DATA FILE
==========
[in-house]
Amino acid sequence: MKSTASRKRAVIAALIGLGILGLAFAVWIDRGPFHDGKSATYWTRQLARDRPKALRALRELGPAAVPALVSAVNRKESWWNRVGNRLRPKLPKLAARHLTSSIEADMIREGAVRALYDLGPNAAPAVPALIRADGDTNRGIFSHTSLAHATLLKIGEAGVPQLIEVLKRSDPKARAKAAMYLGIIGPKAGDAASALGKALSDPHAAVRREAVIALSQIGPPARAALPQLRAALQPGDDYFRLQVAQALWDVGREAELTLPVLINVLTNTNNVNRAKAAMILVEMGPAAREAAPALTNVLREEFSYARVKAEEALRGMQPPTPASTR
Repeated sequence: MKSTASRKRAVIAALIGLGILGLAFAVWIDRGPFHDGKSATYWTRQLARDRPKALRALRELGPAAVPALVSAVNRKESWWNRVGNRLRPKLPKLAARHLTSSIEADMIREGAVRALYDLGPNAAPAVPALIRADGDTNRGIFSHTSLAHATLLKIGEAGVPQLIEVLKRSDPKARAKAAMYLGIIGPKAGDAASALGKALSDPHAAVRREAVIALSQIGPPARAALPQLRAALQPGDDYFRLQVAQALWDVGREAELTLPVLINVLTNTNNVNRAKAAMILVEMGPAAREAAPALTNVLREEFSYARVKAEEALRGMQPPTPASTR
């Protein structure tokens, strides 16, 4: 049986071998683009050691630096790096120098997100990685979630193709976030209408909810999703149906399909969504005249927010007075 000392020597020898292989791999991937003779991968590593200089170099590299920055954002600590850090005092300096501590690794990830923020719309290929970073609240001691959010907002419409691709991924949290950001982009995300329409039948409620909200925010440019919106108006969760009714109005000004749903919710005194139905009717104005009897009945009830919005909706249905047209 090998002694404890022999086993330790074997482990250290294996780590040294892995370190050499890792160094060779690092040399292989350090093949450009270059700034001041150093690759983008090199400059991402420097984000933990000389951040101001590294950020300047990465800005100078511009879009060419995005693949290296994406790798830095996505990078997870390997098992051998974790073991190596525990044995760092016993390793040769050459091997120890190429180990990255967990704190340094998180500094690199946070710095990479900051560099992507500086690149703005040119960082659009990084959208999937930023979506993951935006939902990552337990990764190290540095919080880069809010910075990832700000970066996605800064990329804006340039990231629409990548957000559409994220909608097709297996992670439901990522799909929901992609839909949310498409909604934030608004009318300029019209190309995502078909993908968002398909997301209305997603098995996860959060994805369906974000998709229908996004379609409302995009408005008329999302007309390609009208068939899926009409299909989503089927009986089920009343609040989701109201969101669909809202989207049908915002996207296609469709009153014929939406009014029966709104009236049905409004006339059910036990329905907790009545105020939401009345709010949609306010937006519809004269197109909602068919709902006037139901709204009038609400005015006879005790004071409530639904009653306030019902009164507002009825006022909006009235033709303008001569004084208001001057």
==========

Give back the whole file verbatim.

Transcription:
[in-house]
Amino acid sequence: MKSTASRKRAVIAALIGLGILGLAFAVWIDRGPFHDGKSATYWTRQLARDRPKALRALRELGPAAVPALVSAVNRKESWWNRVGNRLRPKLPKLAARHLTSSIEADMIREGAVRALYDLGPNAAPAVPALIRADGDTNRGIFSHTSLAHATLLKIGEAGVPQLIEVLKRSDPKARAKAAMYLGIIGPKAGDAASALGKALSDPHAAVRREAVIALSQIGPPARAALPQLRAALQPGDDYFRLQVAQALWDVGREAELTLPVLINVLTNTNNVNRAKAAMILVEMGPAAREAAPALTNVLREEFSYARVKAEEALRGMQPPTPASTR
Repeated sequence: MKSTASRKRAVIAALIGLGILGLAFAVWIDRGPFHDGKSATYWTRQLARDRPKALRALRELGPAAVPALVSAVNRKESWWNRVGNRLRPKLPKLAARHLTSSIEADMIREGAVRALYDLGPNAAPAVPALIRADGDTNRGIFSHTSLAHATLLKIGEAGVPQLIEVLKRSDPKARAKAAMYLGIIGPKAGDAASALGKALSDPHAAVRREAVIALSQIGPPARAALPQLRAALQPGDDYFRLQVAQALWDVGREAELTLPVLINVLTNTNNVNRAKAAMILVEMGPAAREAAPALTNVLREEFSYARVKAEEALRGMQPPTPASTR
């Protein structure tokens, strides 16, 4: 049986071998683009050691630096790096120098997100990685979630193709976030209408909810999703149906399909969504005249927010007075 000392020597020898292989791999991937003779991968590593200089170099590299920055954002600590850090005092300096501590690794990830923020719309290929970073609240001691959010907002419409691709991924949290950001982009995300329409039948409620909200925010440019919106108006969760009714109005000004749903919710005194139905009717104005009897009945009830919005909706249905047209 090998002694404890022999086993330790074997482990250290294996780590040294892995370190050499890792160094060779690092040399292989350090093949450009270059700034001041150093690759983008090199400059991402420097984000933990000389951040101001590294950020300047990465800005100078511009879009060419995005693949290296994406790798830095996505990078997870390997098992051998974790073991190596525990044995760092016993390793040769050459091997120890190429180990990255967990704190340094998180500094690199946070710095990479900051560099992507500086690149703005040119960082659009990084959208999937930023979506993951935006939902990552337990990764190290540095919080880069809010910075990832700000970066996605800064990329804006340039990231629409990548957000559409994220909608097709297996992670439901990522799909929901992609839909949310498409909604934030608004009318300029019209190309995502078909993908968002398909997301209305997603098995996860959060994805369906974000998709229908996004379609409302995009408005008329999302007309390609009208068939899926009409299909989503089927009986089920009343609040989701109201969101669909809202989207049908915002996207296609469709009153014929939406009014029966709104009236049905409004006339059910036990329905907790009545105020939401009345709010949609306010937006519809004269197109909602068919709902006037139901709204009038609400005015006879005790004071409530639904009653306030019902009164507002009825006022909006009235033709303008001569004084208001001057």